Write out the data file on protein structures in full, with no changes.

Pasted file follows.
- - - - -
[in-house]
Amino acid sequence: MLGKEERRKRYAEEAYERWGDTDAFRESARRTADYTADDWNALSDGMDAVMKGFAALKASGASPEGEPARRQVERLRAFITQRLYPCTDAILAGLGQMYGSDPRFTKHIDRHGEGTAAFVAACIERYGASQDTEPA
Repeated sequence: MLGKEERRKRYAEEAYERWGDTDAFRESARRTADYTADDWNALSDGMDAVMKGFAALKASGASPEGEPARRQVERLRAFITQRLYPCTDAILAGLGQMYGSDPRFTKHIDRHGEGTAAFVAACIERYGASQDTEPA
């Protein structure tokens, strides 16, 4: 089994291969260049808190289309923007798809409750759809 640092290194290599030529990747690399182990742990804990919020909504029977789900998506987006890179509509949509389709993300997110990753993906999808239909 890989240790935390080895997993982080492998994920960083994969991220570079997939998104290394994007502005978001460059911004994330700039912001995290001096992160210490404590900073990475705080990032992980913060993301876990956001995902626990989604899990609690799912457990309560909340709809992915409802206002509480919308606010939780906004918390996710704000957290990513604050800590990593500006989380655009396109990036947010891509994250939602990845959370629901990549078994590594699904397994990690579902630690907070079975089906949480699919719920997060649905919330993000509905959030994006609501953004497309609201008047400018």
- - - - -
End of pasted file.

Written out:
[in-house]
Amino acid sequence: MLGKEERRKRYAEEAYERWGDTDAFRESARRTADYTADDWNALSDGMDAVMKGFAALKASGASPEGEPARRQVERLRAFITQRLYPCTDAILAGLGQMYGSDPRFTKHIDRHGEGTAAFVAACIERYGASQDTEPA
Repeated sequence: MLGKEERRKRYAEEAYERWGDTDAFRESARRTADYTADDWNALSDGMDAVMKGFAALKASGASPEGEPARRQVERLRAFITQRLYPCTDAILAGLGQMYGSDPRFTKHIDRHGEGTAAFVAACIERYGASQDTEPA
């Protein structure tokens, strides 16, 4: 089994291969260049808190289309923007798809409750759809 640092290194290599030529990747690399182990742990804990919020909504029977789900998506987006890179509509949509389709993300997110990753993906999808239909 890989240790935390080895997993982080492998994920960083994969991220570079997939998104290394994007502005978001460059911004994330700039912001995290001096992160210490404590900073990475705080990032992980913060993301876990956001995902626990989604899990609690799912457990309560909340709809992915409802206002509480919308606010939780906004918390996710704000957290990513604050800590990593500006989380655009396109990036947010891509994250939602990845959370629901990549078994590594699904397994990690579902630690907070079975089906949480699919719920997060649905919330993000509905959030994006609501953004497309609201008047400018």